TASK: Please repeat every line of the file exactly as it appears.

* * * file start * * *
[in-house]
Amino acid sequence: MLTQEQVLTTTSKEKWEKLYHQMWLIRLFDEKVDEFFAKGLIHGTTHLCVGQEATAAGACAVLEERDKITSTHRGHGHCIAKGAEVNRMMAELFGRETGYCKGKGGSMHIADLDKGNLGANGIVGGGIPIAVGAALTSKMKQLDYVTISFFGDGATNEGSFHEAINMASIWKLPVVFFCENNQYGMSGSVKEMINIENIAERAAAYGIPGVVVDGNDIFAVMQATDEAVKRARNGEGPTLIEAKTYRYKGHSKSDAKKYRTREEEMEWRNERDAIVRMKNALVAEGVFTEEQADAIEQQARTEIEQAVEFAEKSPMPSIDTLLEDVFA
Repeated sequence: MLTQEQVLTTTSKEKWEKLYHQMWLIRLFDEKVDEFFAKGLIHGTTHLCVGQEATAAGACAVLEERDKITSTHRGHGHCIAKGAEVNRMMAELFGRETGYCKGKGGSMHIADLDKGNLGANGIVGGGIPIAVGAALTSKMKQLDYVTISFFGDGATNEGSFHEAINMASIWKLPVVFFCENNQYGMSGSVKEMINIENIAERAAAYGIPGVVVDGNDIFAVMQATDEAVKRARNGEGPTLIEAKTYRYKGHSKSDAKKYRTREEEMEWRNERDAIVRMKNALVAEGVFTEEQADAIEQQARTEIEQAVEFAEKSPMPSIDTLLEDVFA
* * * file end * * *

[in-house]
Amino acid sequence: MLTQEQVLTTTSKEKWEKLYHQMWLIRLFDEKVDEFFAKGLIHGTTHLCVGQEATAAGACAVLEERDKITSTHRGHGHCIAKGAEVNRMMAELFGRETGYCKGKGGSMHIADLDKGNLGANGIVGGGIPIAVGAALTSKMKQLDYVTISFFGDGATNEGSFHEAINMASIWKLPVVFFCENNQYGMSGSVKEMINIENIAERAAAYGIPGVVVDGNDIFAVMQATDEAVKRARNGEGPTLIEAKTYRYKGHSKSDAKKYRTREEEMEWRNERDAIVRMKNALVAEGVFTEEQADAIEQQARTEIEQAVEFAEKSPMPSIDTLLEDVFA
Repeated sequence: MLTQEQVLTTTSKEKWEKLYHQMWLIRLFDEKVDEFFAKGLIHGTTHLCVGQEATAAGACAVLEERDKITSTHRGHGHCIAKGAEVNRMMAELFGRETGYCKGKGGSMHIADLDKGNLGANGIVGGGIPIAVGAALTSKMKQLDYVTISFFGDGATNEGSFHEAINMASIWKLPVVFFCENNQYGMSGSVKEMINIENIAERAAAYGIPGVVVDGNDIFAVMQATDEAVKRARNGEGPTLIEAKTYRYKGHSKSDAKKYRTREEEMEWRNERDAIVRMKNALVAEGVFTEEQADAIEQQARTEIEQAVEFAEKSPMPSIDTLLEDVFA